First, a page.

Prayer vigil held for Tweed
A vigil last night brought out hundreds in support of activist and pastor the Reverend Nicholas Tweed, whose work permit has been turned down.
The prayer vigil at St Paul African Methodist Episcopal Church in Hamilton, where Mr Tweed serves, packed the church hall, with more standing, as a succession of pastors led the congregation in prayers and songs.
The religious service, billed as a show of unity for fairness and justice, was a testament to the popularity of Mr Tweed, who started a three-year term as the church's pastor in January 2013 — but may have to leave the island if he is unable to obtain immigration approval.
The pastor has never shied from politically loaded topics: in his first year at the church, which has a proud tradition of activism, Mr Tweed decried the quoting of biblical verses to support discrimination against gays — and backed the exploration of casino gaming as a business opportunity.
However it was his prominent role in the People's Campaign, starting in May 2014, that brought Mr Tweed particular public attention as a strident critic of the Government.
He is a leader of the pressure group, along with union presidents Chris Furbert and Jason Hayward.
Immigration reform has been one of the campaign's hottest topics, as well as with the airport redevelopment project.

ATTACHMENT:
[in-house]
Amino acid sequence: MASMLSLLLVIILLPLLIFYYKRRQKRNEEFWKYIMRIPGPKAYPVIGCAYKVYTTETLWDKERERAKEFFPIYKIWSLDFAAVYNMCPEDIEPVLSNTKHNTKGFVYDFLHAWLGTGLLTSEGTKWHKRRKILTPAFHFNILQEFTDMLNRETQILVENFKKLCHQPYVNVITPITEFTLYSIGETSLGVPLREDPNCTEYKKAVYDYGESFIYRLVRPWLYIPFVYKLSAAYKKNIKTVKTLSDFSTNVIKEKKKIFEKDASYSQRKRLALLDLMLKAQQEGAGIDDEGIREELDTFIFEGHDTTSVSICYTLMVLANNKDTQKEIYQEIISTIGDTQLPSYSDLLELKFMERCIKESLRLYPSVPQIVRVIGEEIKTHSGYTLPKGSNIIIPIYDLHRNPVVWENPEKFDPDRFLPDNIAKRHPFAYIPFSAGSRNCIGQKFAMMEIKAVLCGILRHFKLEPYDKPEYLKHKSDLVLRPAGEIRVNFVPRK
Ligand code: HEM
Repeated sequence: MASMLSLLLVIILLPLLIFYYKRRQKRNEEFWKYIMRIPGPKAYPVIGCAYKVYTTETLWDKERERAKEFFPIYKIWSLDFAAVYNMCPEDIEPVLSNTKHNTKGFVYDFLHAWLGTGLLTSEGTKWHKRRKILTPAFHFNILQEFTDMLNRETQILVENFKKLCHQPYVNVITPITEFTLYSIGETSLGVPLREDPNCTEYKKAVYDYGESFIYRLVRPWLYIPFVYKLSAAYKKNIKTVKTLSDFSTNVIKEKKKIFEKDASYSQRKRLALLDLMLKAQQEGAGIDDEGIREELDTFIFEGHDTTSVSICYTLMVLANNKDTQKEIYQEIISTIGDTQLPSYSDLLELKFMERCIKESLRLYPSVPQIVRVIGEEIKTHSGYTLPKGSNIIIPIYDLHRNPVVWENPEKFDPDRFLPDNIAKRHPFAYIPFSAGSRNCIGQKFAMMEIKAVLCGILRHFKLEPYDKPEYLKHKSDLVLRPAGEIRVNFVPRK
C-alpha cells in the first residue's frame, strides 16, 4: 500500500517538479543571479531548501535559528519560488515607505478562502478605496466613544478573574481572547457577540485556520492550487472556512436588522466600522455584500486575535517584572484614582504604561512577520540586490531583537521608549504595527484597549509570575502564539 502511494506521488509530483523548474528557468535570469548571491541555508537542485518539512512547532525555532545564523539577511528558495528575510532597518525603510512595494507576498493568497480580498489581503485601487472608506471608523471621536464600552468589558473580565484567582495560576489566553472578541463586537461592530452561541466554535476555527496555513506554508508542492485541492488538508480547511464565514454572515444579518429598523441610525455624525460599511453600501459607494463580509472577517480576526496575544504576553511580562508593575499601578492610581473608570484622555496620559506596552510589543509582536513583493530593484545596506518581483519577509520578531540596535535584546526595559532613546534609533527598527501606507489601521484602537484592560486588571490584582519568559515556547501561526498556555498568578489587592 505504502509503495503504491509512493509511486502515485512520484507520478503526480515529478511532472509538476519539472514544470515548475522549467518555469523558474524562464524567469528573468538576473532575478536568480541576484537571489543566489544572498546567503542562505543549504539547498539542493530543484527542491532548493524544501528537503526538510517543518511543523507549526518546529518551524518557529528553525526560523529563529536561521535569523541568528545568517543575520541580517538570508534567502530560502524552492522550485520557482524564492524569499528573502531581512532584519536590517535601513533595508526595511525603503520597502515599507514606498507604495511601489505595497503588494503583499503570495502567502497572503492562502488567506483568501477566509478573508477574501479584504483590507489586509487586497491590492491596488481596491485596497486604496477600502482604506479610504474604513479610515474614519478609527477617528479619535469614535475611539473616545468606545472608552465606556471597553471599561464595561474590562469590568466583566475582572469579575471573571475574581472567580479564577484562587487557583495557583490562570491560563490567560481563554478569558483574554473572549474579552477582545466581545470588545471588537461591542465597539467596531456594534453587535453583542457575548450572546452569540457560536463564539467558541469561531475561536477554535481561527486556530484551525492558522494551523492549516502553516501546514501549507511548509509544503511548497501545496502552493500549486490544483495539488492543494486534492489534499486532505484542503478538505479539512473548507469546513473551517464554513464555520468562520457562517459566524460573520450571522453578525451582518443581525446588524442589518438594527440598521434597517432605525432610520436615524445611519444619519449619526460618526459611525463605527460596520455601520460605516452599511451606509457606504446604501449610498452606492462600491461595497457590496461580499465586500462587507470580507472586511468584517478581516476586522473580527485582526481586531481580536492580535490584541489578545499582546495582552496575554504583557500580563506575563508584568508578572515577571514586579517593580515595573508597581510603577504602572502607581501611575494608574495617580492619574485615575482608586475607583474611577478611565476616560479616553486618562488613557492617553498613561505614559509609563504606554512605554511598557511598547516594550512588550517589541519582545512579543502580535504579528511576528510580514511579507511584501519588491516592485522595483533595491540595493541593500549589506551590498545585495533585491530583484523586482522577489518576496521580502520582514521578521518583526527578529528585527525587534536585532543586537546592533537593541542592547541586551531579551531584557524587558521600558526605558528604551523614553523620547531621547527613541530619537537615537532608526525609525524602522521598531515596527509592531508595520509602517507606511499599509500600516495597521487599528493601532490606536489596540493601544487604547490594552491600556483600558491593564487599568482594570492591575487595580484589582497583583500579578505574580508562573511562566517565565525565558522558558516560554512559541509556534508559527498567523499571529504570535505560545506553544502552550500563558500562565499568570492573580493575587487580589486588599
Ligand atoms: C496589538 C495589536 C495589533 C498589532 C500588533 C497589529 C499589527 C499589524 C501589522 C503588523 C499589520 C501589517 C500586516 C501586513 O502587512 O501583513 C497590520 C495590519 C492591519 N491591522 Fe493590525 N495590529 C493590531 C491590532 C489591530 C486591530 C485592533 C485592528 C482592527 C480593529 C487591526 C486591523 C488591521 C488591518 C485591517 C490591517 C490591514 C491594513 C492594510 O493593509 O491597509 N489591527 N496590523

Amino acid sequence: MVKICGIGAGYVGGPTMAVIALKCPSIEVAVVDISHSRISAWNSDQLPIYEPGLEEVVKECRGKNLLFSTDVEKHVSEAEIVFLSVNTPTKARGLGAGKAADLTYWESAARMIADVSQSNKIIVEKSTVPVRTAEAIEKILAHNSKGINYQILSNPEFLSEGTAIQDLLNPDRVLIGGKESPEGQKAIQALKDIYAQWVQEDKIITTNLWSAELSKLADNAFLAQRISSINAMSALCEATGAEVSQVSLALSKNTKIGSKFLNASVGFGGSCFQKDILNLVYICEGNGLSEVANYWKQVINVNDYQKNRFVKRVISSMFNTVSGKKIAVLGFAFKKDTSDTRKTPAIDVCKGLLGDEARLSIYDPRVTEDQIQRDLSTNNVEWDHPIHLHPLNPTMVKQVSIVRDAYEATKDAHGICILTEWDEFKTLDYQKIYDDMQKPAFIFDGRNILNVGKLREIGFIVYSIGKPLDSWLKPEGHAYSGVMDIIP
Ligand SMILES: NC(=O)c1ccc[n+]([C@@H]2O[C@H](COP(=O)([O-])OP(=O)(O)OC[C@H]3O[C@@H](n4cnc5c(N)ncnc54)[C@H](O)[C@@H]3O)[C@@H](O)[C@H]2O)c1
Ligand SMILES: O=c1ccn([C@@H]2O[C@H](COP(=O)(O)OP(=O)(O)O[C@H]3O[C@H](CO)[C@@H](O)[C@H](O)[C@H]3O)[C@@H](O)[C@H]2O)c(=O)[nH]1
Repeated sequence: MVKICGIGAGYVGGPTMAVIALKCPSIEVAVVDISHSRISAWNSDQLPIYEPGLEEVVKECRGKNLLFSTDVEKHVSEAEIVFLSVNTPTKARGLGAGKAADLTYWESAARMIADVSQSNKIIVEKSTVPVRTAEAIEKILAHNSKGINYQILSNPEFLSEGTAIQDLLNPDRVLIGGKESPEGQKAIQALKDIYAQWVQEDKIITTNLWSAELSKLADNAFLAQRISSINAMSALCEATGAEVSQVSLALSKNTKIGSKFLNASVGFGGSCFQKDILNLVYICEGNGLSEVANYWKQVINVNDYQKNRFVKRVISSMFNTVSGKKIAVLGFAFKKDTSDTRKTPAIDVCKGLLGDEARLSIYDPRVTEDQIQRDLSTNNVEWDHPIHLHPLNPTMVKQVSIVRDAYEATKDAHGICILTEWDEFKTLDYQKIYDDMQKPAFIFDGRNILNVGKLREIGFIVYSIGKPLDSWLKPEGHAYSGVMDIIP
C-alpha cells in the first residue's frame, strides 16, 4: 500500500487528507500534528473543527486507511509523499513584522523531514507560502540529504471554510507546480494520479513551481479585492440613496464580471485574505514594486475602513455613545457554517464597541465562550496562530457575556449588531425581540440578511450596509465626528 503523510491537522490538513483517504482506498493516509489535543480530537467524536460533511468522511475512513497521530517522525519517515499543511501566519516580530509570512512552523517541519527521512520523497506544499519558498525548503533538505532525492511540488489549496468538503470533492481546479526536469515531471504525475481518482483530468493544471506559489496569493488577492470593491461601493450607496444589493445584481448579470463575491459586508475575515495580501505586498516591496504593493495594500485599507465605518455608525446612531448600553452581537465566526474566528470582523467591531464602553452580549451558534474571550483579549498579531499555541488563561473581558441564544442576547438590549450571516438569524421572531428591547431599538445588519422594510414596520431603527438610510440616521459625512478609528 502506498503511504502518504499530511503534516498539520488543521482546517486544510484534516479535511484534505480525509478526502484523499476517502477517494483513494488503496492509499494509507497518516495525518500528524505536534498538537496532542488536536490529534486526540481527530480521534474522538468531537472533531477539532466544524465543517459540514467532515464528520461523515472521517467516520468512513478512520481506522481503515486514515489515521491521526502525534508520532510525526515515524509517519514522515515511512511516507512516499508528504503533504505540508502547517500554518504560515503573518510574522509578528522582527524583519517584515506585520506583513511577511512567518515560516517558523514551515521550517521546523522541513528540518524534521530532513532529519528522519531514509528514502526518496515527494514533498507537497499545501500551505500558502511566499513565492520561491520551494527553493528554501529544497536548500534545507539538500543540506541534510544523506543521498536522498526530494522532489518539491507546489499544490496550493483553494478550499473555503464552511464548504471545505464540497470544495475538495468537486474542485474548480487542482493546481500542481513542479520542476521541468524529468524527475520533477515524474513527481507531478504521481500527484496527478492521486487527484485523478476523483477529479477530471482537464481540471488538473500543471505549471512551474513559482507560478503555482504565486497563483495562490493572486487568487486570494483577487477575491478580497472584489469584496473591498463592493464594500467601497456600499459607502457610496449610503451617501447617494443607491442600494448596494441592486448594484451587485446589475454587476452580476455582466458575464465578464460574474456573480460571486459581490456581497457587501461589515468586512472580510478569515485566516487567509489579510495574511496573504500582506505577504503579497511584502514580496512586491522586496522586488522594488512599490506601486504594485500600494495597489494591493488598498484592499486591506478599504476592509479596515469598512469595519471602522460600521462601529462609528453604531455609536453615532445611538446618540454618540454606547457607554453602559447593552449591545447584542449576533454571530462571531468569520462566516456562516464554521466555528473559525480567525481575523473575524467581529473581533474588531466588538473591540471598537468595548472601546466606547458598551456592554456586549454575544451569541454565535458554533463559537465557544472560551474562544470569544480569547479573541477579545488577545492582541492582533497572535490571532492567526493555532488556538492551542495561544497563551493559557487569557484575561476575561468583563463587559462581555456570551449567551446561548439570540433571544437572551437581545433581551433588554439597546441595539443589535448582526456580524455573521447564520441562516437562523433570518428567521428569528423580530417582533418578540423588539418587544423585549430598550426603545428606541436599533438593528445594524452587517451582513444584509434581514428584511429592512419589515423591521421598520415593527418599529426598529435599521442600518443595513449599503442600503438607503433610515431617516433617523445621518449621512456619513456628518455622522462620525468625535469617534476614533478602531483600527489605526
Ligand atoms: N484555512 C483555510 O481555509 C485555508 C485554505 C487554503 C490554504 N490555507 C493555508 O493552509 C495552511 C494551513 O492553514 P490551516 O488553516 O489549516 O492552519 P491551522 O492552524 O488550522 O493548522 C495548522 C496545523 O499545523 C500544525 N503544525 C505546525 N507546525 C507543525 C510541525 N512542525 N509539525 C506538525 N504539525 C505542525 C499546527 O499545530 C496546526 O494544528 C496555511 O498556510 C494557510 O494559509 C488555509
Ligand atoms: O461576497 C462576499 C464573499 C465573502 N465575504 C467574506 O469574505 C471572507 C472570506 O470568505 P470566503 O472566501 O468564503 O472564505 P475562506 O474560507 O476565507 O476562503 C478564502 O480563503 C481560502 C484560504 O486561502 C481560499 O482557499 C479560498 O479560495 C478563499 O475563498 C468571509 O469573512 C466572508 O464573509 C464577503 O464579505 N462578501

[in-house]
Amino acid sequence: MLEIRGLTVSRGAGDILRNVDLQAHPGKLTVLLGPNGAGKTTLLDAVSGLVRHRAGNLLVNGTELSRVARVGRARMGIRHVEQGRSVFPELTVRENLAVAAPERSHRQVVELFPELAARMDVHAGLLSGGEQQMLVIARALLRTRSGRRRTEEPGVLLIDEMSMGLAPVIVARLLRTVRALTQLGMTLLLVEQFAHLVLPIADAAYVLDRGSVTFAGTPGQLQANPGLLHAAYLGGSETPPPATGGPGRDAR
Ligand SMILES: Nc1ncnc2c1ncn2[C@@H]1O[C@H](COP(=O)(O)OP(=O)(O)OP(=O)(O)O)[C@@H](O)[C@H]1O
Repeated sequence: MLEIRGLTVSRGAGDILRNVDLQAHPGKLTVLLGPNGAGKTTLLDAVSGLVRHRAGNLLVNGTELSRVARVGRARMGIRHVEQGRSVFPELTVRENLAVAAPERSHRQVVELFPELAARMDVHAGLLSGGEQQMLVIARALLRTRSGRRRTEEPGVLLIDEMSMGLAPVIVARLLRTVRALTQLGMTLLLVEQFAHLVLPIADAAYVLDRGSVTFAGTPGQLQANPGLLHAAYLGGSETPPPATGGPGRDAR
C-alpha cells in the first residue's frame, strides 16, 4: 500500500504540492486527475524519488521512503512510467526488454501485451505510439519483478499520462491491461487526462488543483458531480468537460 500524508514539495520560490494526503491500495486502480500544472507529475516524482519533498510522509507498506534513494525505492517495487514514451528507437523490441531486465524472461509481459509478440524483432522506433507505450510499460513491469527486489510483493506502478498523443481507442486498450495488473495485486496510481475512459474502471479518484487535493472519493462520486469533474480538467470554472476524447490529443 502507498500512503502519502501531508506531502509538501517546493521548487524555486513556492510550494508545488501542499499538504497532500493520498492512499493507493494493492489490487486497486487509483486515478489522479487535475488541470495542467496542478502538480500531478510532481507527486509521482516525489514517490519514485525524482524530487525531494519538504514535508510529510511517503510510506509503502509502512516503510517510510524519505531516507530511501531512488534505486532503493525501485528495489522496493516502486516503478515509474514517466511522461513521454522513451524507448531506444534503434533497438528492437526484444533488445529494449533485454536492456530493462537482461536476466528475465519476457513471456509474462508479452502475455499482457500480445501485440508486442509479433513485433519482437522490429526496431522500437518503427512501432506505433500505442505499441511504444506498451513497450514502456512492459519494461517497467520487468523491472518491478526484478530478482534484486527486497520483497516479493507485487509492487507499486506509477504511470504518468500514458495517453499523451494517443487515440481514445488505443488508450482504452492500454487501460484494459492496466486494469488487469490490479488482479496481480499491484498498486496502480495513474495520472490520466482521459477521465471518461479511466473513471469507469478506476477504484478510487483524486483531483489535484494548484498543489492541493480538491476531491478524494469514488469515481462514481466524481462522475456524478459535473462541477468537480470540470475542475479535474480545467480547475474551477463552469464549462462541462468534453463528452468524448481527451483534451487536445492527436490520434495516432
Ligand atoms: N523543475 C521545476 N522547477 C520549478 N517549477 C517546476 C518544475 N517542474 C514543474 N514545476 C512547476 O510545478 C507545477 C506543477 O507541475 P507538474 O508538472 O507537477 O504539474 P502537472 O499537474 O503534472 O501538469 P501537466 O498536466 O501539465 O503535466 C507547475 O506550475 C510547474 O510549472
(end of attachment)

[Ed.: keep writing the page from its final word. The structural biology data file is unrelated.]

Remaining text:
The role was seen as natural for the pastor, whose father, Kingsley Tweed, took part in the island's anti-segregation campaigns that gained momentum in 1959.
Controversy started in September when Mr Furbert announced that the work permit for Mr Tweed, a non-Bermudian, had not been renewed since its expiration in July.
Although he has started his second term at the church, the standoff intensified this week with the revelation that the Department of Immigration had declined to renew his permit.
The church swiftly condemned the move, vowing to “support any necessary action to reverse this decision”, while the pun hashtag #LegalizeTweed spread on social media.
Sources told this newspaper that Mr Tweed's application had contained errors, also claiming a church member and advocate for Mr Tweed had denounced an immigration department request for clarification. A church spokesman on Tuesday branded the allegation “completely and utterly false”.
Patricia Gordon-Pamplin, the Minister of Home Affairs, defended the department's policies, updated in 2014, as one of “fairness, not favouritism”. Policy includes either advertising a work permit position, or applying for a waiver.
Mr Tweed, who came to Bermuda after serving as presiding elder of the AME's New York district, was greeted warmly at last night's vigil, where he moved through the crowd welcoming the congregation. He was not available for comment.